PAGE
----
Lake Fork experiment to improve spawning habitat

The Texas Parks and Wildlife Department is conducting an experiment on Lake Fork during a planned drawdown.

A proactive approach to fisheries management during a drawdown should benefit bass fishing.

QUITMAN, Texas — The Texas Parks and Wildlife Department is conducting an experiment on Lake Fork during a planned drawdown, the goal being to plant vegetation to jumpstart the spawn and provide nursery habitat when the lake returns to normal.

The drawdown came about after structural issues were discovered at Lake Fork Dam. The repair work required the Sabine River Authority to lower the lake level by 6 feet, putting spawning areas on dry ground. By comparison, the all-time record low level for the east Texas fishery was 7 feet.  

Recognizing the drawdown was unavoidable, TPWD took a proactive fisheries management approach during the low water period. 

“We started thinking about what we could do to take advantage of the drawdown,” said Jake Norman, TPWD fisheries biologist and district supervisor who oversees the management program at Lake Fork. 

“The idea is more short term, to see if planting certain grasses on the exposed shoreline could germinate, and if it did, the flooded habitat could be ideal spawning and nursery habitat for largemouth fingerlings, and other fish species.” 

Norman set no goals for success or failure; the plantings were purely experimental. 

“We just wanted to see if it would work, as the lake will already benefit somewhat from terrestrial shoreline vegetation growth, as it does during low-water drought periods,” Norman said. 

Last winter, TPWD crews planted across a 5-mile stretch of exposed shoreline void of vegetation on Little Caney Point. Grass seed was planted using a broadcast spreader mounted to the front of a utility terrain vehicle. A chain drag attached to the rear established a seedbed.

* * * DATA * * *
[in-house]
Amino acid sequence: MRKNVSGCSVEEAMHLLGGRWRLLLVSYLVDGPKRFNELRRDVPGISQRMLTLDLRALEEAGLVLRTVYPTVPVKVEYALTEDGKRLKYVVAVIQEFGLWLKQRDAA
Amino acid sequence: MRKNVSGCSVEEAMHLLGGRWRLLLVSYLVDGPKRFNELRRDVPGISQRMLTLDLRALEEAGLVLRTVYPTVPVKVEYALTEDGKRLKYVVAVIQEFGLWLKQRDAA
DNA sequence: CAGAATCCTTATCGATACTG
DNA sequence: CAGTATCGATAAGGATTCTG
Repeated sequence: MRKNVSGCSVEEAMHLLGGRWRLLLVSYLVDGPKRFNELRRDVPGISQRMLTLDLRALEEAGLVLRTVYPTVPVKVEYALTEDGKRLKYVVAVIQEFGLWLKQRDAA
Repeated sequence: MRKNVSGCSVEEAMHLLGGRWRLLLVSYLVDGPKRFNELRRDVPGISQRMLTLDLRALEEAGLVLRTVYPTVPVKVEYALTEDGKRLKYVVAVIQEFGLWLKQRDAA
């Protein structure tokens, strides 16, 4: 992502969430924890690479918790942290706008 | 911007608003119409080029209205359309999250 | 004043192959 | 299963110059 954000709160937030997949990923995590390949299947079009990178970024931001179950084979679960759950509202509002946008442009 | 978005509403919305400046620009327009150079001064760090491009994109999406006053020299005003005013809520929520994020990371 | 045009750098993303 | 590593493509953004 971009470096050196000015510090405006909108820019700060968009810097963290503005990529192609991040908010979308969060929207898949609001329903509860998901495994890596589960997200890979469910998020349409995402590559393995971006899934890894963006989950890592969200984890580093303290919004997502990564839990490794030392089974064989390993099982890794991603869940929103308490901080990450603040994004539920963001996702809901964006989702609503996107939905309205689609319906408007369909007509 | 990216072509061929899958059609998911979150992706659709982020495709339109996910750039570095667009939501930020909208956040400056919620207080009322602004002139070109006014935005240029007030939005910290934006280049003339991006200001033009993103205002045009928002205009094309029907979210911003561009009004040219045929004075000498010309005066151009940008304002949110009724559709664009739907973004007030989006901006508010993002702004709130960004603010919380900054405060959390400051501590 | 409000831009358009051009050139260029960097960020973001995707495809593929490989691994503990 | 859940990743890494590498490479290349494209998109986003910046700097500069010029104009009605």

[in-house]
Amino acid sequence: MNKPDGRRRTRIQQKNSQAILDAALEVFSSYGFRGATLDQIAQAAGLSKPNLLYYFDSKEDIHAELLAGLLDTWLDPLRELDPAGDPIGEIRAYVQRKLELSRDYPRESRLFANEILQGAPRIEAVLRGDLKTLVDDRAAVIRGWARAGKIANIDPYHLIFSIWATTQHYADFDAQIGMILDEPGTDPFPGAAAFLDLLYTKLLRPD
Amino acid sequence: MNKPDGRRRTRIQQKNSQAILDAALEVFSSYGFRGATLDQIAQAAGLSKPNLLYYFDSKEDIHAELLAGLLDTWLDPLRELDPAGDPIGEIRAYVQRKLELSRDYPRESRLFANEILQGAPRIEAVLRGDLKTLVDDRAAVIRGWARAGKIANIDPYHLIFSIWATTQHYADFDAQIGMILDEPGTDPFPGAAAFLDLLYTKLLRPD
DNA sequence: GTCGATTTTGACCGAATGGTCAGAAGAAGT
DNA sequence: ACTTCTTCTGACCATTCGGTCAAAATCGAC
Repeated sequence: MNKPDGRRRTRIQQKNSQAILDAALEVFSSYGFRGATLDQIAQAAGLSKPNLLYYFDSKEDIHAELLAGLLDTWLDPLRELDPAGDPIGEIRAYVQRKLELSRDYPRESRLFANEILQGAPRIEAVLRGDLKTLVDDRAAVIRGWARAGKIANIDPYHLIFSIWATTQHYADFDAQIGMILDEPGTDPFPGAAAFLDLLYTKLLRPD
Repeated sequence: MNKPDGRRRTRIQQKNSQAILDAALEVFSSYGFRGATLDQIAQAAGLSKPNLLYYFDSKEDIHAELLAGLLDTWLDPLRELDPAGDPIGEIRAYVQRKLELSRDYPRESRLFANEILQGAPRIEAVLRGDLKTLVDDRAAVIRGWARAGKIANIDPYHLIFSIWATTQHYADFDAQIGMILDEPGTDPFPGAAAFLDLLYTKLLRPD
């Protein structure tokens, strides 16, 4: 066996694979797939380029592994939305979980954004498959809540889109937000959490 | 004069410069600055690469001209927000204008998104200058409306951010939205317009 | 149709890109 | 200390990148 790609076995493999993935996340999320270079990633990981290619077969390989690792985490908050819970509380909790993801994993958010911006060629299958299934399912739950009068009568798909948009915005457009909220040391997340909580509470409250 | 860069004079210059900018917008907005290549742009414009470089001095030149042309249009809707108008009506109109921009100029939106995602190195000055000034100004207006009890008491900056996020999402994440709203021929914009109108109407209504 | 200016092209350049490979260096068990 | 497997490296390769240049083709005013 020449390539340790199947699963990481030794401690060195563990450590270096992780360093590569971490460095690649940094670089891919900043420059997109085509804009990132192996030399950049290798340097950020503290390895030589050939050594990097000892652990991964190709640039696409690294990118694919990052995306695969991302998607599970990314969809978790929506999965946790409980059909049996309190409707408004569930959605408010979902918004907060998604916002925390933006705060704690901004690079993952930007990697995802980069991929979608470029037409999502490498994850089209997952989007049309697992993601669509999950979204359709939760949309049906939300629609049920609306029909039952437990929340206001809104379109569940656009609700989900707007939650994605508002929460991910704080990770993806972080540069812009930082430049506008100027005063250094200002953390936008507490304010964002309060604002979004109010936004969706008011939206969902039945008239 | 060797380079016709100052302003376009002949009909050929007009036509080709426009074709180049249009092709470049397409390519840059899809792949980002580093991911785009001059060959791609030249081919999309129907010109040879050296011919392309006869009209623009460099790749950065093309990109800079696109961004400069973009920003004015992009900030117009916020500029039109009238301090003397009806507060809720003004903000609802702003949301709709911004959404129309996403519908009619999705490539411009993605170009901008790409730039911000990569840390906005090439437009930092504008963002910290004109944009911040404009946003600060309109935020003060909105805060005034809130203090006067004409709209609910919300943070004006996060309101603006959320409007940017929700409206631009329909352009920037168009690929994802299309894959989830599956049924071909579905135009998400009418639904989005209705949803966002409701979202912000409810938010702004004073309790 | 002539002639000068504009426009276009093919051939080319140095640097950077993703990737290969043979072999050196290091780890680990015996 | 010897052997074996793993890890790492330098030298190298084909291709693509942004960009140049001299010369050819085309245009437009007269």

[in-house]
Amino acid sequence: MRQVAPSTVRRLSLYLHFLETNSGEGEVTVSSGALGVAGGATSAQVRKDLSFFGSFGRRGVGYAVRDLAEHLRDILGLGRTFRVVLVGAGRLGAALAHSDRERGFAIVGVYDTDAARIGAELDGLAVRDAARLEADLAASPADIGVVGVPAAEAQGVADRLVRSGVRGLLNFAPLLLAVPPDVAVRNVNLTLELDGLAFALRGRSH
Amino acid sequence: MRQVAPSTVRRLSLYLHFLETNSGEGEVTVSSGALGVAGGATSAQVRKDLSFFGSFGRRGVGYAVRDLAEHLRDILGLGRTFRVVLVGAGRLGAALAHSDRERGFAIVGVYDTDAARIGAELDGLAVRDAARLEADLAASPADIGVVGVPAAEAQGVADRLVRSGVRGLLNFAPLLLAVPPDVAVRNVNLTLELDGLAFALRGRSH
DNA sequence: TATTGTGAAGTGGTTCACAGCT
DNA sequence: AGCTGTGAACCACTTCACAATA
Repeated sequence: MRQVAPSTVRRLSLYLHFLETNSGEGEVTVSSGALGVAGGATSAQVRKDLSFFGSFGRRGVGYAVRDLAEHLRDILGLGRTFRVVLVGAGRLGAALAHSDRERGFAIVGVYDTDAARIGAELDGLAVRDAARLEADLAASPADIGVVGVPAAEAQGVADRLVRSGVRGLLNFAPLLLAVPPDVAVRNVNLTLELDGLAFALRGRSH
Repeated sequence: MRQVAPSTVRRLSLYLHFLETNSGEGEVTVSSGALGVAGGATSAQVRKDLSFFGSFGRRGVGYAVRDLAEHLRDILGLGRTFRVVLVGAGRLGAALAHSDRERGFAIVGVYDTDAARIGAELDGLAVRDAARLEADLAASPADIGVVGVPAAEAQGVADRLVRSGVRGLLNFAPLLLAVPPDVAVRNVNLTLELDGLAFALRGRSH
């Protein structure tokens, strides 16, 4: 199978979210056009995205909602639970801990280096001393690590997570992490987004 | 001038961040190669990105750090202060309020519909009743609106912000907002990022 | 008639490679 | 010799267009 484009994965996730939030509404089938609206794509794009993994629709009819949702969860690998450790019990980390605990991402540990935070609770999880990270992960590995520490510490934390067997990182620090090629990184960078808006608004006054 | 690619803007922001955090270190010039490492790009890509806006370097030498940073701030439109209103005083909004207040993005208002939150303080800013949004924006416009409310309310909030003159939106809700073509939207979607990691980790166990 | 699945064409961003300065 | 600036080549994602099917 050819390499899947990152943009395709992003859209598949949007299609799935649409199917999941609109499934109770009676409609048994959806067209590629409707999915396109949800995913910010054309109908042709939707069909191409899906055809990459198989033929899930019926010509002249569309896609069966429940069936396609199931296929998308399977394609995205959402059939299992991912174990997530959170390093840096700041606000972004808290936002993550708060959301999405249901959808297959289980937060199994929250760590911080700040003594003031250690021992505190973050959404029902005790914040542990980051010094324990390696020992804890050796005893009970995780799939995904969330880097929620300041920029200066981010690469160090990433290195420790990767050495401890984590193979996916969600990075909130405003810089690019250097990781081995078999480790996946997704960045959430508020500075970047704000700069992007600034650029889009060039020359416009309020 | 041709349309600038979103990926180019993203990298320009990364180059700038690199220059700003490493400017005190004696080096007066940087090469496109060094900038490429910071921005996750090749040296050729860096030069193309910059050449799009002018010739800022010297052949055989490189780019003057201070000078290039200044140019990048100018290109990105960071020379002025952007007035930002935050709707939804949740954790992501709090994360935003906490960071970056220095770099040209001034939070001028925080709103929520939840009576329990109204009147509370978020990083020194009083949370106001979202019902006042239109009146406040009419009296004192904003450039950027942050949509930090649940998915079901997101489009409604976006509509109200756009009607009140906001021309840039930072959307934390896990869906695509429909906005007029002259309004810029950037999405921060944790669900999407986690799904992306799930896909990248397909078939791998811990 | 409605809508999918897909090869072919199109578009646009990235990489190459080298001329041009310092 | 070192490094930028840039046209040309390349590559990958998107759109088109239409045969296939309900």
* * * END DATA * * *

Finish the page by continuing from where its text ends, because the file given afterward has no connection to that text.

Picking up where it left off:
Cool-season ryegrass was chosen based on the timing of the planting in early January. Germination was observed later that month, although the seedlings never reached maturity due to the late planting timeline. Even so, Norman considered the results promising. 

“It was only 5 miles, but it showed promise that our experiment has potential for success later on,” he said. “We weren’t looking for a long-term solution, but only to fill in areas where terrestrial vegetation didn’t exist during a drawdown.” 

With the summer dry season underway, Norman has bigger plans to expand the experiment this fall and winter, when the hope is for the lake level to rise again. 

The plan is to expand the seeding area to between 20- and 40-miles of exposed shoreline. A combination of cool- and warm-season grasses will be planted, to coincide with the timing of when the lake begins to rise to normal. 

“We want to cover all the growing seasons, so they line up with when the lake begins to fill back up,” Norman said. “We’ll plant cool season grasses in fall, and warm season in the spring, if needed.” 

TPWD chose three warm-season, taller growing prairie grasses that are ideal for re-vegetation and for wildlife habitat. Those are Indiangrass, Switchgrass and Red Top Panicum. Canadian Wild Rye, a quick germinator, and Virginia Wild Rye, one of few cool season grasses native to east Texas, are the grasses to be planted in the fall. 

Dave Terre, conservation director of the Texas B.A.S.S. Nation, applied for a grant to fund the project from the AFTCO Conservation Grant Program available to state chapters. The Sabine River Authority will also provide matching funds. 

Norman said the experiment had secondary benefits due to the drawdown. 

“What’s been really eye opening and explains why vegetation has struggled to come back in some areas after low water, is that windswept and windblown points and shorelines are beaten down to the texture of concrete,” Norman said. 

“A lot of the main lake and secondary points where shad spawns take place are hard bottom, like lava rock,” he continued. 

As a result, the lake bottom soil conducive to growing vegetation eroded away from the turbidity caused by the waves. In those areas, TPWD will plant switchgrass plugs into the bottom. 

Norman is optimistic the watershed will benefit from wet weather during the fall and winter, allowing the lake level to rebound. If that happens, the outlook is good for the vegetation to help jumpstart a successful spawn in spring 2023.